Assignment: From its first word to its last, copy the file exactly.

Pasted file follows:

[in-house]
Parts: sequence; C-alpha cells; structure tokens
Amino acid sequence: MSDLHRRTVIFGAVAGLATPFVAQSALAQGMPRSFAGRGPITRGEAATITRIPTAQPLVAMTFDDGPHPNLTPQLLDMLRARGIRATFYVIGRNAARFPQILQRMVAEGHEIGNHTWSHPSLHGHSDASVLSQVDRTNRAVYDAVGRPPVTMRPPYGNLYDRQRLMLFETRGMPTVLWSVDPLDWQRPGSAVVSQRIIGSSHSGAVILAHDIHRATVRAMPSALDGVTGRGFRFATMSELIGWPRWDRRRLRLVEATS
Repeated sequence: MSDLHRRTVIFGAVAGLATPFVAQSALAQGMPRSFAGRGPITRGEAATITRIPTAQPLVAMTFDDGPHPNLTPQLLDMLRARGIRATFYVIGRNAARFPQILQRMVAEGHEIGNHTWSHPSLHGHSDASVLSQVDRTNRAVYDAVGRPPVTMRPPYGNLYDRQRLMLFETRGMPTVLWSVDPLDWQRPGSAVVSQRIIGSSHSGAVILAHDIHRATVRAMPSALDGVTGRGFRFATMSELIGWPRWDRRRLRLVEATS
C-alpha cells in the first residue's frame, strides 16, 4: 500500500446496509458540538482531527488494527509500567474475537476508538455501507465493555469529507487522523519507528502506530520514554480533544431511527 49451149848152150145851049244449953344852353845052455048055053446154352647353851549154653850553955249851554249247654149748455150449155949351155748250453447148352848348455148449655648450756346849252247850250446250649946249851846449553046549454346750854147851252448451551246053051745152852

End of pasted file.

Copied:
[in-house]
Parts: sequence; C-alpha cells; structure tokens
Amino acid sequence: MSDLHRRTVIFGAVAGLATPFVAQSALAQGMPRSFAGRGPITRGEAATITRIPTAQPLVAMTFDDGPHPNLTPQLLDMLRARGIRATFYVIGRNAARFPQILQRMVAEGHEIGNHTWSHPSLHGHSDASVLSQVDRTNRAVYDAVGRPPVTMRPPYGNLYDRQRLMLFETRGMPTVLWSVDPLDWQRPGSAVVSQRIIGSSHSGAVILAHDIHRATVRAMPSALDGVTGRGFRFATMSELIGWPRWDRRRLRLVEATS
Repeated sequence: MSDLHRRTVIFGAVAGLATPFVAQSALAQGMPRSFAGRGPITRGEAATITRIPTAQPLVAMTFDDGPHPNLTPQLLDMLRARGIRATFYVIGRNAARFPQILQRMVAEGHEIGNHTWSHPSLHGHSDASVLSQVDRTNRAVYDAVGRPPVTMRPPYGNLYDRQRLMLFETRGMPTVLWSVDPLDWQRPGSAVVSQRIIGSSHSGAVILAHDIHRATVRAMPSALDGVTGRGFRFATMSELIGWPRWDRRRLRLVEATS
C-alpha cells in the first residue's frame, strides 16, 4: 500500500446496509458540538482531527488494527509500567474475537476508538455501507465493555469529507487522523519507528502506530520514554480533544431511527 49451149848152150145851049244449953344852353845052455048055053446154352647353851549154653850553955249851554249247654149748455150449155949351155748250453447148352848348455148449655648450756346849252247850250446250649946249851846449553046549454346750854147851252448451551246053051745152852